After being laid off, an IT system administrator disrupted the operations of his former employer, a high-profile financial company in Hawaii, hoping to get his job back.
Casey K. Umetsu, aged 40, worked as a network admin for the company between 2017 and 2019, when his employer terminated his contract.
The U.S. Department of Justice says in a press release that the defendant pled guilty yesterday to accessing his former employer’s website and making configuration changes to redirect web and email traffic to external computers.
“After using his former employer’s credentials to access the company’s configuration settings on that website, Umetsu made numerous changes, including purposefully misdirecting web and email traffic to computers unaffiliated with the company, thereby incapacitating the company’s web presence and email” – the U.S. Department of Justice.
To prolong the business disruption for several more days, Umetsu performed additional actions that essentially locked out the firm’s IT team from the website administration panel.
Umetsu admitted that his motive for causing this damage was to convince his former employee to hire him back at a higher salary.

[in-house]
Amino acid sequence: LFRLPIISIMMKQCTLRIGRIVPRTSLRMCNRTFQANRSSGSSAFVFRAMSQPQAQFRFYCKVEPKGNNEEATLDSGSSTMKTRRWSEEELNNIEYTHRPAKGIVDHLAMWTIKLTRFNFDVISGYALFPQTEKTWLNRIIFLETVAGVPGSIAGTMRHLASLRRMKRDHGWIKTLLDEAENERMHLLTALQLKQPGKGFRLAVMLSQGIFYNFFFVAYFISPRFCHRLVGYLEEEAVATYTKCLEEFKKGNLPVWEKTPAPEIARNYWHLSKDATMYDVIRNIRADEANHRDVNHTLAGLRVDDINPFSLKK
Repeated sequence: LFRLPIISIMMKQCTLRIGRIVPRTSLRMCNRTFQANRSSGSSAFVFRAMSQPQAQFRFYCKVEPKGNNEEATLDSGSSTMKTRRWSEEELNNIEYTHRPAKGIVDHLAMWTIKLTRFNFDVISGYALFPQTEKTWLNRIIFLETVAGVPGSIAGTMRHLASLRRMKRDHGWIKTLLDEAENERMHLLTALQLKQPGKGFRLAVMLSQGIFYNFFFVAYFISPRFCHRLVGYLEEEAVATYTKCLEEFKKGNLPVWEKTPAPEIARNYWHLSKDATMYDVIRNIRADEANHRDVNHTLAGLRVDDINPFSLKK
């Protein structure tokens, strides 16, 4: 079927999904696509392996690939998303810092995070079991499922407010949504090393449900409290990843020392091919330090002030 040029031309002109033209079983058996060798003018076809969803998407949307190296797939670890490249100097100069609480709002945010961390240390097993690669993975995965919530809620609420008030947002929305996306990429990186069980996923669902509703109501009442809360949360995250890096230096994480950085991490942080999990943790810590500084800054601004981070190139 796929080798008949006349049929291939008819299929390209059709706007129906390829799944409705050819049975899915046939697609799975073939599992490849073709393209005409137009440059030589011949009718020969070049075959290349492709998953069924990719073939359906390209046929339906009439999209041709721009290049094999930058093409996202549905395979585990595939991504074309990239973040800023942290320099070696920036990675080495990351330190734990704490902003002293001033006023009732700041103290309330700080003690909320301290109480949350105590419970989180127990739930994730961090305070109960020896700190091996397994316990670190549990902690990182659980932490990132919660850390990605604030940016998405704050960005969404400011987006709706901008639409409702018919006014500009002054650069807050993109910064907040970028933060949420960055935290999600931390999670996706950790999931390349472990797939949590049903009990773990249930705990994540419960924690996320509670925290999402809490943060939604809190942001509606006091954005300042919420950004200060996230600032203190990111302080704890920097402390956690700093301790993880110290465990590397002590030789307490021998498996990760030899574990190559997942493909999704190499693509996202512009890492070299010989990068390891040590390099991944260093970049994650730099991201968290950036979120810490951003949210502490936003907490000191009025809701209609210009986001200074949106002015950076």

“Umetsu criminally abused the special access privileges given to him by his employer to disrupt its network operations for personal gain,” said U.S. Attorney Clare E. Connors.
“Those who compromise the security of a computer network – whether government, business, or personal – will be investigated and prosecuted, including technology personnel whose access was granted by the victim,” Connors added.
In the end, the victimized company learned who was responsible for the sabotage after reporting the cybersecurity incident to the FBI.
Umetsu is awaiting sentence for his wrongdoings on January 19, 2023. He faces a maximum of 10 years of prison time and a fine of up to $250,000.
While Umetsu’s actions are condemnable, the company’s security practices cannot be overlooked since Umetsu used credentials that should have been invalidated the moment he got fired.
Disgruntled employees have a strong incentive to be vengeful. Apart from using access credentials themselves, they could also sell them on the dark web.
In May 2022, a former real estate brokerage firm database administrator wiped four database and application servers after his supervisors had ignored his security-related warnings.
In September 2021, a fired credit union employee hacked into her former employer’s computer systems and deleted 21 GB of important business data.